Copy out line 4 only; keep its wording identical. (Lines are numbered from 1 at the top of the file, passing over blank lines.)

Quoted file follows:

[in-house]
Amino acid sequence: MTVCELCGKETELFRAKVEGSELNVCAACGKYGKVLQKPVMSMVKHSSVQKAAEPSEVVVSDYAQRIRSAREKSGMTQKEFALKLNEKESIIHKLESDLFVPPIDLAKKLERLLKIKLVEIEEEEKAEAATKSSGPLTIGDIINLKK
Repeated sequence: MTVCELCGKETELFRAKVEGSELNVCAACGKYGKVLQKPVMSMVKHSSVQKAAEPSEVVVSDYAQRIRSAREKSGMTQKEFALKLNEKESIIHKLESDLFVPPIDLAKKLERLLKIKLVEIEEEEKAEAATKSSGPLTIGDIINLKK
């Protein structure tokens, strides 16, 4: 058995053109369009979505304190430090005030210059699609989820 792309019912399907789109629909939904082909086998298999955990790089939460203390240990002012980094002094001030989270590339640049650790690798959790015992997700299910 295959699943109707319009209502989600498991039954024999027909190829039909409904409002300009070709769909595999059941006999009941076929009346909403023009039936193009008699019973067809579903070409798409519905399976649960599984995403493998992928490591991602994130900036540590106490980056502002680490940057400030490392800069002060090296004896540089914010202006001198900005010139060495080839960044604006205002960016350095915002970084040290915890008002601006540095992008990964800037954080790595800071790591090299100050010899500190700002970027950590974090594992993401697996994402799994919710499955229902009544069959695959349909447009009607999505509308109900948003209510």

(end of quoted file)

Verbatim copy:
């Protein structure tokens, strides 16, 4: 058995053109369009979505304190430090005030210059699609989820 792309019912399907789109629909939904082909086998298999955990790089939460203390240990002012980094002094001030989270590339640049650790690798959790015992997700299910 295959699943109707319009209502989600498991039954024999027909190829039909409904409002300009070709769909595999059941006999009941076929009346909403023009039936193009008699019973067809579903070409798409519905399976649960599984995403493998992928490591991602994130900036540590106490980056502002680490940057400030490392800069002060090296004896540089914010202006001198900005010139060495080839960044604006205002960016350095915002970084040290915890008002601006540095992008990964800037954080790595800071790591090299100050010899500190700002970027950590974090594992993401697996994402799994919710499955229902009544069959695959349909447009009607999505509308109900948003209510």